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Like a Bridge “Under” Troubled Waters | Leading Change and Transition through the Coronavirus Wave
“Río revuelto, ganancia de pescadores.” My grandfather, Antonio Torres, was fond of this Spanish saying, which translates to, “There’s good fishing in troubled waters.”
He would know—he waded through plenty of troubled waters, literally and figuratively, in his 96 years. A prominent businessman in our small coastal town of Vega Baja, Puerto Rico, my grandfather lived through multiple recessions, the Great Depression, and modernization and globalization trends that forced him to continually rethink and reshape his small-town retail shop, and his family’s livelihood.
It wasn’t easy, but he succeeded, each and every time.
What was his secret? There wasn’t just one. Success is the result of many “little things”—creating healthy habits, being consistent, and following through on a vision. There’s not just one answer. Yet, I’m convinced if my grandfather were here, he’d say his success hinged on one key ability—his tendency to “go fishing” in troubled waters.
That’s the thing about change and transition. We can’t really build a bridge across the troubled waters. We can’t bypass the changes or try to keep our feet dry. Nor can we shelter ourselves from the waves of transition, as they splash and crash against our organization, industry, or even our whole sector.
The only way to navigate these waters is to go through them. As leaders, we need to face the tides, look reality in the eye, and understand that change is happening.
While this big coronavirus “wave” washes over us, there’s no denying we are in troubled waters. Thousands of companies across the US and globally are taking proactive measures to avoid, minimize, and respond to this epidemic. As organizational leaders deal with profit drops, resource restrictions, and travel bans, the world watches with bated breath—what will they do next?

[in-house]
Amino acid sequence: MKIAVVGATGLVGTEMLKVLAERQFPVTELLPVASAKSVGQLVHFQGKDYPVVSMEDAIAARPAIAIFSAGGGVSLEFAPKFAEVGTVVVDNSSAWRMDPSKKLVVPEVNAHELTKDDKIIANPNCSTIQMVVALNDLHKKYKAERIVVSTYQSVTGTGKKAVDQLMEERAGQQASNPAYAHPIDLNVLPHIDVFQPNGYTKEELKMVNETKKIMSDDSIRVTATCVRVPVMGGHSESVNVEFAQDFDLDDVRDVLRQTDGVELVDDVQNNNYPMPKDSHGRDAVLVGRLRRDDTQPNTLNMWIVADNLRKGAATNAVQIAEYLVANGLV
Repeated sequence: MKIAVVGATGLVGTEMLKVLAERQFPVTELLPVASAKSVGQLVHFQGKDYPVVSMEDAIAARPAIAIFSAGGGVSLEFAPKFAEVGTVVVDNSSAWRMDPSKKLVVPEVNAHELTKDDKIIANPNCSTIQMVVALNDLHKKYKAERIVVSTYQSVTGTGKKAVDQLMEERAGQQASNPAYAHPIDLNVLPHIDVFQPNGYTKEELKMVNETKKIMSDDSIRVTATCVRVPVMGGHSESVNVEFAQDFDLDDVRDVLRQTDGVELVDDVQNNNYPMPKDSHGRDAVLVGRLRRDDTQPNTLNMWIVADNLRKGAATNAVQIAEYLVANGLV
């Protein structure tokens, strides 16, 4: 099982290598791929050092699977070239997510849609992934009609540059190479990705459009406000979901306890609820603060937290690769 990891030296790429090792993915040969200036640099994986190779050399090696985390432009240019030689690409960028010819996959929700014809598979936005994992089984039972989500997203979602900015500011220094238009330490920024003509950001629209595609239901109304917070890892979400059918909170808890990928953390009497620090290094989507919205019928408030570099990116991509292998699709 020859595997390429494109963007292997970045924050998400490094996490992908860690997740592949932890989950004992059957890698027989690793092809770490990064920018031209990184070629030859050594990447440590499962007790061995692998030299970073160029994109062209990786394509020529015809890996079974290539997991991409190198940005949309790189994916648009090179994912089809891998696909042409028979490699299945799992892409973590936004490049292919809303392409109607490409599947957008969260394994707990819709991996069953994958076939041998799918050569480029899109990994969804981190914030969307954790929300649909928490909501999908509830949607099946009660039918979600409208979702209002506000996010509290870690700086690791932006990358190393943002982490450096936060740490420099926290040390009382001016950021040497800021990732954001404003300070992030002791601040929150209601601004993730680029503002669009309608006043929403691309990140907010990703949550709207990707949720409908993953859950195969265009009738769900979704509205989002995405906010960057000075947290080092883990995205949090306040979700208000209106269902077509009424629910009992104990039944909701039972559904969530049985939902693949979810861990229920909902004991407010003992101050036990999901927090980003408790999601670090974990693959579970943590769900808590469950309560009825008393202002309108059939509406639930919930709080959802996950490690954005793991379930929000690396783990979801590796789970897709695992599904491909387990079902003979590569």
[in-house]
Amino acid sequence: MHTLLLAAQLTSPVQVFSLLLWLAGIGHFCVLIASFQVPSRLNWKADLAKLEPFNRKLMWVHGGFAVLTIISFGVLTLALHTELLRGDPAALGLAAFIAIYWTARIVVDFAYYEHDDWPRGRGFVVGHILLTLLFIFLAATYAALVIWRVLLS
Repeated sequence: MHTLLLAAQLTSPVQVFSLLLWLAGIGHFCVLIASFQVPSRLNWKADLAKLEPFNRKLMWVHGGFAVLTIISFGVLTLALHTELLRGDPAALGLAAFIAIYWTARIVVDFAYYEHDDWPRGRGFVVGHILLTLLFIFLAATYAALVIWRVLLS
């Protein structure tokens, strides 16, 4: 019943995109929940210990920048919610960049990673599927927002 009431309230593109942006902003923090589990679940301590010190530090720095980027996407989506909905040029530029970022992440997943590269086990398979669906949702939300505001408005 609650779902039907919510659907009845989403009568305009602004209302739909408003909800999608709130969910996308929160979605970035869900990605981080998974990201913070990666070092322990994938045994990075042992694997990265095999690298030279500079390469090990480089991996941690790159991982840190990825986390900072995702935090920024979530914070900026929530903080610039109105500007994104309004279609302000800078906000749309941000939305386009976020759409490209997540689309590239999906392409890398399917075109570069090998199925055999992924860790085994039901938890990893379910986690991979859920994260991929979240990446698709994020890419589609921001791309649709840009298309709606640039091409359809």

As an organizational leader, what will you do next? How will you respond? How will you help your team not only survive but thrive? Remember, it’s not just about braving the storm, but rather about what’s on the other side—the “underside” of that turbulent river.
“Río revuelto, ganancia de pescadores.”
No doubt there will be losses. Amid rising fears about COVID-19, production is disrupted, supply chains are affected, deadlines are missed, deliveries are delayed, and contracts go unrenewed. Conferences are canceled, events rescheduled, and the travel industry is hard-hit. Healthcare professionals are overworked, retail establishments are understaffed, and at-risk communities are underserved. Schools are closed, community initiatives are canceled, and educational opportunities are missed.
Or… are they?
As a top-tier leadership development firm, Linkage believes educational opportunities are all around. Yes, we’ve also had to make adjustments in response to coronavirus. It’s the responsible thing to do, to keep our clients safe. And, in our adjustment to this changing environment, new learning continues to emerge.
Linkage believes in experiential learning, and we realize there’s no better classroom than, well, life.
Coronavirus is a part of your life today. Use it to grow as a leader. Ask yourself: What’s on the other side of these “troubled waters”? Will your organization take this opportunity to rethink processes, strategies, and offerings? Will you identify new talent and recognize strong employees in times of crisis? Will you repurpose resources, and find “unexpected pockets” of time, treasure and talent? Will you use downtime to think strategically, spend time with family, or volunteer in your local community? Will you offer employees remote-learning opportunities, like webinars or virtual conferences? Will you bring local teams together, holding intact-team initiatives, on-site and closer to home?
When you do, we’re here to serve you.
In the meantime, let’s bring it back to purpose. Remember, a Purposeful Leader doesn’t ask, “Are the waters calm yet?” A Purposeful Leader asks, “What will I do while I am in these troubled waters? What will I fish for, now that the waters are troubled, and the fishing is good?”
The secret to my grandfather’s success is that he left no fish unturned—will you?
“Río revuelto, ganancia de pescadores.”
May your fishing be patient and productive.
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